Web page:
Dash Snow. Creative Master. Baiter.


Artist Dash Snow’s life was cut short at twenty-seven years when he overdosed last summer in his hometown of New York City in a destructive solo hotel stint.

Snow created art similarly to how he lived life; he did whatever the fuck he wanted. Priming his canvas surfaces with urine and ejaculating onto his own collages as a finishing touch was not uncommon. Neither was doing so on a review of his work that he disapproved of.  Snow is famed for his “Hamster Nest” vandalisms, created with fellow talented downtown artist Dan Colen, where they would divulge in a cocktail of drugs including mushrooms, cocaine, and ecstasy while they destroyed swanky hotel rooms by shredding massive amounts of telephone books, tearing down drapes, turning on all the water faucets and taking off their clothes in an attempt to feel like caged hamsters. This popular habit lead to a SoHo installation, which they created in a three-day performance welcoming fellow friends to join in by contributing their own human waste and debaucherous ambitions.  When Snow was satisfied by its completion, it was unveiled to the public at Deitch Gallery in an exhibit entitled “NEST.”

Dropping out of school in 9th grade, Snow began tagging his street name ‘Sace’ in graffiti art around the city and has seemingly been on the run from the law ever since.  In using his radical vision and rebellious behaviors Snow began creating Super 8 films and collages that would most often depict his opinion on a social or political matter and, as stated earlier, these were frequently ejaculated upon–one example being the time he ejaculated on a cover of The New York Post that bore the face of Saddam Hussein.

Dash Snow’s work has been exhibited in the Whitney Biennial and collected by Charles Saatchi, one of the art world’s foremost opinion leaders, and whose support lends an almost unquestionable seal of approval to young artists, as it did to artists Damien Hirst and Tracey Emin in the 1990s. But Snow’s status in the art world is not yet settled. And there are many who think his work is nothing more than the result of a flurry of drug-induced adolescent pranks and not worthy of entry into the world of defined art, a world in which his forebears, world-class art collectors John and Dominique de Menil, and his grandmother Christophe de Menil, are akin to royalty. Fellow outlandish artist Ryan McGinley once stated “Dash is more about the fall of humanity” in regard to the meaning behind Dash’s Polaroids, photos that exude the sexuality, poverty and harshness of our world that some choose to ignore, a world that he preferred.  In a piece he wrote for Paper magazine back in 2005, Dash stated his Polaroids were taken by “a camera that I made of wood, palm leaves and cocaine. It takes film, which I make myself as well, and it works wonders.” The confession and pictures to follow speak for themselves.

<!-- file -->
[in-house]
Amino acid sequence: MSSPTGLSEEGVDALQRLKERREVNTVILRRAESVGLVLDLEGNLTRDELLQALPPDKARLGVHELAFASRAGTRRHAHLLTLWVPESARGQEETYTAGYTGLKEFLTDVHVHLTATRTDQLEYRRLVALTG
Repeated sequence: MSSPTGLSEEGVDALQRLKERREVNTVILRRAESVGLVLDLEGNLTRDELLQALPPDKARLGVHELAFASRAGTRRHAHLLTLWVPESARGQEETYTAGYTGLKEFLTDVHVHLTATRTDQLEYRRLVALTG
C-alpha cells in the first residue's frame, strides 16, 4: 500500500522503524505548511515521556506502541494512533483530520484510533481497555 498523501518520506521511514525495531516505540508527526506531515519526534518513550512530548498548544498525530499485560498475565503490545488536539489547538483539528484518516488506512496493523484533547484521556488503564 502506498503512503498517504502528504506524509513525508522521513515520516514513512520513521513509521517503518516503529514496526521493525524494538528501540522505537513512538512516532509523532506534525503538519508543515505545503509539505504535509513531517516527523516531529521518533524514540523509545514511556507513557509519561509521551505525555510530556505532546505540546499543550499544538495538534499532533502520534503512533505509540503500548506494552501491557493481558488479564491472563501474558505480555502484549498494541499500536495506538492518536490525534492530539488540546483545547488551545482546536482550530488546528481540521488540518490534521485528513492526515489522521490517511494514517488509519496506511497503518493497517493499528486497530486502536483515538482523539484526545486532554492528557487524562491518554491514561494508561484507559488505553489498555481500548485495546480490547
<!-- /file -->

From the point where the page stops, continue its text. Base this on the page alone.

Among his last completed works, and my personal favorite, is Dash’s final Super 8 film, a tragically beautiful and intimate homage to his loving partner Jade Berreau and their daughter Secret Magic Nico entitled Sisyphus, Sissy Fuss, Silly Puss, 2009 (don’t worry I don’t get it either).  There’s something simply honest and bone chilling about this short film. Even if you don’t appreciate his other mediums, I dare you to pass this one up.

Caitlin Colford is a New York City based actress and writer. She blogs short stories over at caitypoops.wordpress.com and is currently hard at work on her first novel "The Obituary Hunter." More from this author →